I’ve been sitting with several “2017: A Year in Review” blog posts in my drafts for a week now, unsure on what take I wanted to spin on 2017 when I finally addressed my entire year in one quick post. I could make another list of highlights that provide great satisfaction to me but probably offer little to my readers. But I don’t want to talk about every fun activity I’ve had the pleasure of doing this year. It’s been an amazing year, and its had its low points as well, as with any year. So instead, I want to talk about personal identity… something that I went into 2017 with very little of, and came out of the year finally feeling full of again.
For anyone who has followed me since I started this blog, it’s been just over a year since I created my first post, a quick run through of my road-trip around California. Social media is a rather paradoxical experience. It is so easy to sit behind a computer screen and write a blog post, talking only to yourself and the keyboard in front of you. But once you hit send, reality strikes: it’s out there for everyone to see, and suddenly you aren’t talking to yourself anymore.
I remember how nervous I was to post my first blog. I come from a family of writers and it was imperative when I was younger that I’d chase a career in journalism, follow in my brother’s footsteps and write for a living. Of course, life gets in the way and I was sidetracked by doubts of a “dying industry” and put that passion on hold for a while. Choosing instead to study Business at university, I no longer had an outlet for my creative impulses that A-level English Literature had complemented so greatly. Suddenly I was writing essays about investment funds and Amazon Go, and my finger tips were itching so desperately to write about something I actually cared about. Removed from the fear that school always created of entering the doors in the morning and people talking about what you had written on social media the night before, I bit the bullet and created my own blog. Since then, blogging quickly became one of my favourite past-times, and whilst i’m by no stretch of the imagination a frequent blogger (or a hugely successful one at that) it has granted me a huge insight into my myself, someone who I had admittedly become rather out of touch with. Starting to write again was like chatting to an old friend and remembering everything that you loved about them.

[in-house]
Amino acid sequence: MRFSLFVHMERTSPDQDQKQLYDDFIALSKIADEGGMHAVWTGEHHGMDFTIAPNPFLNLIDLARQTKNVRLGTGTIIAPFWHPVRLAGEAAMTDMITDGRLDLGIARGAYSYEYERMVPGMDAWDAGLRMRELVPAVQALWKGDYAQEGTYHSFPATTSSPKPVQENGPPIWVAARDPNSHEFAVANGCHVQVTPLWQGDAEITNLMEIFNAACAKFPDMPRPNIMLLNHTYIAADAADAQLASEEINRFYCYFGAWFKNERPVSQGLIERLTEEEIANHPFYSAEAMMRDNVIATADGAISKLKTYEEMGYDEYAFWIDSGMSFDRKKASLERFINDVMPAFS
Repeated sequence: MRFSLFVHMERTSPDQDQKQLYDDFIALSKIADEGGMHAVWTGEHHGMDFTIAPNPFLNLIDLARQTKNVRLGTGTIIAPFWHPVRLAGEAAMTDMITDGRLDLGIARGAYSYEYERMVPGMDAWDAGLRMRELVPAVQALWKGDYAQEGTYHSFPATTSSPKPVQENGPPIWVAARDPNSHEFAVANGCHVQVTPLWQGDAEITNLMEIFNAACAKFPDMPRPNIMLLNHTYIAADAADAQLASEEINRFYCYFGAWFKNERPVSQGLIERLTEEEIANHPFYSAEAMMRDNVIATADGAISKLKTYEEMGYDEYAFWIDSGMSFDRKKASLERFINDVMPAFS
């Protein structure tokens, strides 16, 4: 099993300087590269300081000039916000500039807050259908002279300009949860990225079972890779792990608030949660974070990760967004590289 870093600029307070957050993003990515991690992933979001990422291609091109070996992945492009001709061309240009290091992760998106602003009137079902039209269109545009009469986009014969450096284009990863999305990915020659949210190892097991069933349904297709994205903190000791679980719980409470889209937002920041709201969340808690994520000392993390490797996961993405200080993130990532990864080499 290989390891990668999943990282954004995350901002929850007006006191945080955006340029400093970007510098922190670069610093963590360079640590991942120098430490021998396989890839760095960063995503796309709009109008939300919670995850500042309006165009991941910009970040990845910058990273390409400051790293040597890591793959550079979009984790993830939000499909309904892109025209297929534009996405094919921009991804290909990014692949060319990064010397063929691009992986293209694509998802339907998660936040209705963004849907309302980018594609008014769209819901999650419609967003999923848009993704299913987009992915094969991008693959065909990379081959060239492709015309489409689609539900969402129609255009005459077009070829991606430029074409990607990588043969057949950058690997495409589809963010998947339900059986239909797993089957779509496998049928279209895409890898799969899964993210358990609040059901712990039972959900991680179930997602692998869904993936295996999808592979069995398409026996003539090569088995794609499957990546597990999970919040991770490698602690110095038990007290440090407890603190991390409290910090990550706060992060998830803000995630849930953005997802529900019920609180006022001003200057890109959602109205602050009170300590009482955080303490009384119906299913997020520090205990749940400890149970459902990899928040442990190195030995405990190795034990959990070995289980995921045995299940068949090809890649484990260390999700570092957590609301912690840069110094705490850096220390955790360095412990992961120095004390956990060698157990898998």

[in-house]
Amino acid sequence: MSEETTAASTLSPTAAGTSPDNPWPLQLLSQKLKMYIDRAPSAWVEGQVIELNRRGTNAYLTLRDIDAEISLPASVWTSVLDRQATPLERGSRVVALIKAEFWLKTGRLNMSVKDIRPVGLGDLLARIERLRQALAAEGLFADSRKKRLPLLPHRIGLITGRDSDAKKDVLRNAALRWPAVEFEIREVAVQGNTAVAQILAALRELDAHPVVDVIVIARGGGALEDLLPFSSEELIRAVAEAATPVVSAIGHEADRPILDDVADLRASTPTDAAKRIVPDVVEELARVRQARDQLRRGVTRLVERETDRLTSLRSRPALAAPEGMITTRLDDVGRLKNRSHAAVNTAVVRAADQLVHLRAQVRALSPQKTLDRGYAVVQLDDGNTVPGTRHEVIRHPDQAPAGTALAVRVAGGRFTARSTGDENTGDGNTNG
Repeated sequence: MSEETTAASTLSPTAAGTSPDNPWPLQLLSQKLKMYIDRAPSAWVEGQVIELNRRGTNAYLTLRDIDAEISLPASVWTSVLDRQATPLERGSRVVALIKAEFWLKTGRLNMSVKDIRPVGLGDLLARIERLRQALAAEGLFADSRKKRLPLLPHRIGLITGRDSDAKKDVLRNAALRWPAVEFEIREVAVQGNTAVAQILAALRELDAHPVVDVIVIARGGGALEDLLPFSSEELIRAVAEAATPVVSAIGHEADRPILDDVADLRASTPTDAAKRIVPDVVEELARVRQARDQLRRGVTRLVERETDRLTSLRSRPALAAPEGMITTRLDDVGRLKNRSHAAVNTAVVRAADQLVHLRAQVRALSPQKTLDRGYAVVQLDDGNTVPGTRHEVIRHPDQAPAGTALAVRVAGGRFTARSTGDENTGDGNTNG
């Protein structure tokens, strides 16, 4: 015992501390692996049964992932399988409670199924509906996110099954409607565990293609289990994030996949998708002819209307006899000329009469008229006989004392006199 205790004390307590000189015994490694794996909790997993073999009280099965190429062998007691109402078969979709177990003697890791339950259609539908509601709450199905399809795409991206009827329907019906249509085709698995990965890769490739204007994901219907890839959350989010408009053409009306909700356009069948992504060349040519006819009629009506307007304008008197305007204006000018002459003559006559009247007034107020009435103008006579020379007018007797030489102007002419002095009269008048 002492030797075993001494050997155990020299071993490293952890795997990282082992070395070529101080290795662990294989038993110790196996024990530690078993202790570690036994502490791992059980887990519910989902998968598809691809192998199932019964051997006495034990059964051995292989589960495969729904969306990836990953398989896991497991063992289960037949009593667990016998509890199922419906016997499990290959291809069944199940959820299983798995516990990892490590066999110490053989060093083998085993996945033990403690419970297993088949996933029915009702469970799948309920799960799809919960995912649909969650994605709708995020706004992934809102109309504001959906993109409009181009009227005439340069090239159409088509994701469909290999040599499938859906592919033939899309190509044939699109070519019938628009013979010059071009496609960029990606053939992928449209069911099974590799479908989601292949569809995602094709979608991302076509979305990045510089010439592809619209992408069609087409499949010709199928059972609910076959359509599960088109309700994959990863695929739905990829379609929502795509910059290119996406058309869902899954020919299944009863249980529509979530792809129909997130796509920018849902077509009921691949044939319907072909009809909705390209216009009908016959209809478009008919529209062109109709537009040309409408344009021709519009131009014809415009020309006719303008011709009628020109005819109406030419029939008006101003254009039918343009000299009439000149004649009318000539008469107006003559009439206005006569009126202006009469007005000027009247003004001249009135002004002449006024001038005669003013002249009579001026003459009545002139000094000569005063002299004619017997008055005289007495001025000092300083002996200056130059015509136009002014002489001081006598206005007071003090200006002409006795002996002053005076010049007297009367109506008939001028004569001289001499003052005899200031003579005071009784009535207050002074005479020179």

I like to think I have a thick skin and don’t care what other people think of me. But, when you work hard and put a lot of time and effort into something, something that is entirely you, it’s natural to get protective of it. The feeling of spending time perfecting a blog post, the inner quarrel on whether it’s worth posting, the nerves of hitting send and then it being followed up with a Facebook status mocking your attempt at being a “blogger”, well, naturally it’s a bit disheartening. I felt this recently and it made me realise how much the simple act of blogging has inspired changes within myself, as criticism filled my mind and I began to question why I was even doing it in the first place.